Who's Afraid of Super PACs?
Tuesday, March 20, 2012
Daron Acemoglu and James Robinson

A lot of discussion on Super PACs has focused on whether they are able to get their candidate elected, some arguing that Santorum’s victories in Alabama and Mississippi show that their impact is limited. This is the wrong way to think about a very serious problem.

As we argued in this Huffington Post article, political inequality is a serious challenge to US inclusive institutions, and is the real reason why we should be worried about the increase in inequality. These problems predate the Citizens United ruling. Lobbying and campaign contributions already have major impact on politics, and the wealthy have much better access to politicians and are able to convince them of their viewpoint much more easily.

Larry Bartels documents an intriguing and alarming pattern in his book Unequal Democracy: US Senators roll call votes correlate strongly with the opinions of their rich constituents, and not at all — or even sometimes negatively — with those of their poor constituents. Notably, this is true both for Republicans and Democrats. Moreover, here rich is not the same as the top 1%, but those in the top 30% in the constituency. So one can imagine how much clout the very wealthy may have with our politicians.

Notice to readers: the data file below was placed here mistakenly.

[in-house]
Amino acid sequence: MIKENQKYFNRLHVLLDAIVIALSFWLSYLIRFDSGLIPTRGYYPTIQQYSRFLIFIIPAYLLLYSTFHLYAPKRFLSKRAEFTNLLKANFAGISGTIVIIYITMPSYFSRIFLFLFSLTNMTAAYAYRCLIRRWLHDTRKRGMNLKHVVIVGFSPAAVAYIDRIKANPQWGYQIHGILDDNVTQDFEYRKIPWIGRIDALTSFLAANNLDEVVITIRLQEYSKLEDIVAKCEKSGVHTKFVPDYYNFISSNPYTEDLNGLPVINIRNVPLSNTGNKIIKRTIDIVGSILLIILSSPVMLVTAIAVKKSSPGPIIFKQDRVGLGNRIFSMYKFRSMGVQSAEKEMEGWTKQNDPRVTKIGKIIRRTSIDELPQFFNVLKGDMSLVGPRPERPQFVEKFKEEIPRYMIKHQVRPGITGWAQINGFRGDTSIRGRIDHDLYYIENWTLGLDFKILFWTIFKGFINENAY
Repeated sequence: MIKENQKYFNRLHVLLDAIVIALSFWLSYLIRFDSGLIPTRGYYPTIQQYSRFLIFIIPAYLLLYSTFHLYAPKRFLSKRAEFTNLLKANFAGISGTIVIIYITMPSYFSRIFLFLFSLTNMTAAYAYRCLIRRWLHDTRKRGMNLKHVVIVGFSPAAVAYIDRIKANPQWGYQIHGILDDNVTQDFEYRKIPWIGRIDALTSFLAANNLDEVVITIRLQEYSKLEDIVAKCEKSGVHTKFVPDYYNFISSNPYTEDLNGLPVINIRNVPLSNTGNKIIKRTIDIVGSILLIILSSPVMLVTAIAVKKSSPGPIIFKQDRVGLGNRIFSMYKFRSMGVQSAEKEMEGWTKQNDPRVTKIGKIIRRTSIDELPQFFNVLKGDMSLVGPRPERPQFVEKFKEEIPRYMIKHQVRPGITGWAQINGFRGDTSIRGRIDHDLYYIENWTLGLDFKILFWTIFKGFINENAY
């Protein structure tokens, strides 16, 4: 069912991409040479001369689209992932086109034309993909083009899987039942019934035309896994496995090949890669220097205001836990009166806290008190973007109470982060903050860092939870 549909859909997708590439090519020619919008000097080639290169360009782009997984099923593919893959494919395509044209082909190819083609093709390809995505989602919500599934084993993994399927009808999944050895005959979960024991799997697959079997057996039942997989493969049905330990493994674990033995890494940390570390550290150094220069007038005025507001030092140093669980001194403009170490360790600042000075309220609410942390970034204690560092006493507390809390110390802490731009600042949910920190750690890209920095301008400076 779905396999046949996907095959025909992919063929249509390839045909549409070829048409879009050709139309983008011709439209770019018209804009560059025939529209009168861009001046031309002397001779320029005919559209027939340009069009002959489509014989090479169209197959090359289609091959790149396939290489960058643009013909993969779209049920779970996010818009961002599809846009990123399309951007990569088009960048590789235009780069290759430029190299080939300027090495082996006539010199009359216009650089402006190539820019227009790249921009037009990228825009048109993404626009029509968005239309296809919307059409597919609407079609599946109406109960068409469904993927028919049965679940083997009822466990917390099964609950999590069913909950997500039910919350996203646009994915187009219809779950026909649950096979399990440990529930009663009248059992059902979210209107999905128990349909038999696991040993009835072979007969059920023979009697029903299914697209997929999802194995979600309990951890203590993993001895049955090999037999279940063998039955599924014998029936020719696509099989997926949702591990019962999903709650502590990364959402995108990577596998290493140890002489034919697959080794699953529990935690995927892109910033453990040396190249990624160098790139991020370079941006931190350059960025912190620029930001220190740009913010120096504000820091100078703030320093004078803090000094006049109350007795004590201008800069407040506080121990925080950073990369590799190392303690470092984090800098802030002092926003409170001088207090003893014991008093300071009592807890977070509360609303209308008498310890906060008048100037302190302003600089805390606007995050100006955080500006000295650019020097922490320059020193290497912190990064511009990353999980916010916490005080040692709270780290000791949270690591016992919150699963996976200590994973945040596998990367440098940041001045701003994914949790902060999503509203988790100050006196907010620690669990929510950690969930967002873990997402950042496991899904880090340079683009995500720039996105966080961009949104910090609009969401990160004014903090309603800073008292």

In this light, the real problem with Super PACs is not whether they get Romney or Santorum elected, but how they have already totally changed the political agenda — and together with it, political inequality in the US.

Article originally appeared on Why Nations Fail by Daron Acemoglu and James Robinson (http://whynationsfail.com/).
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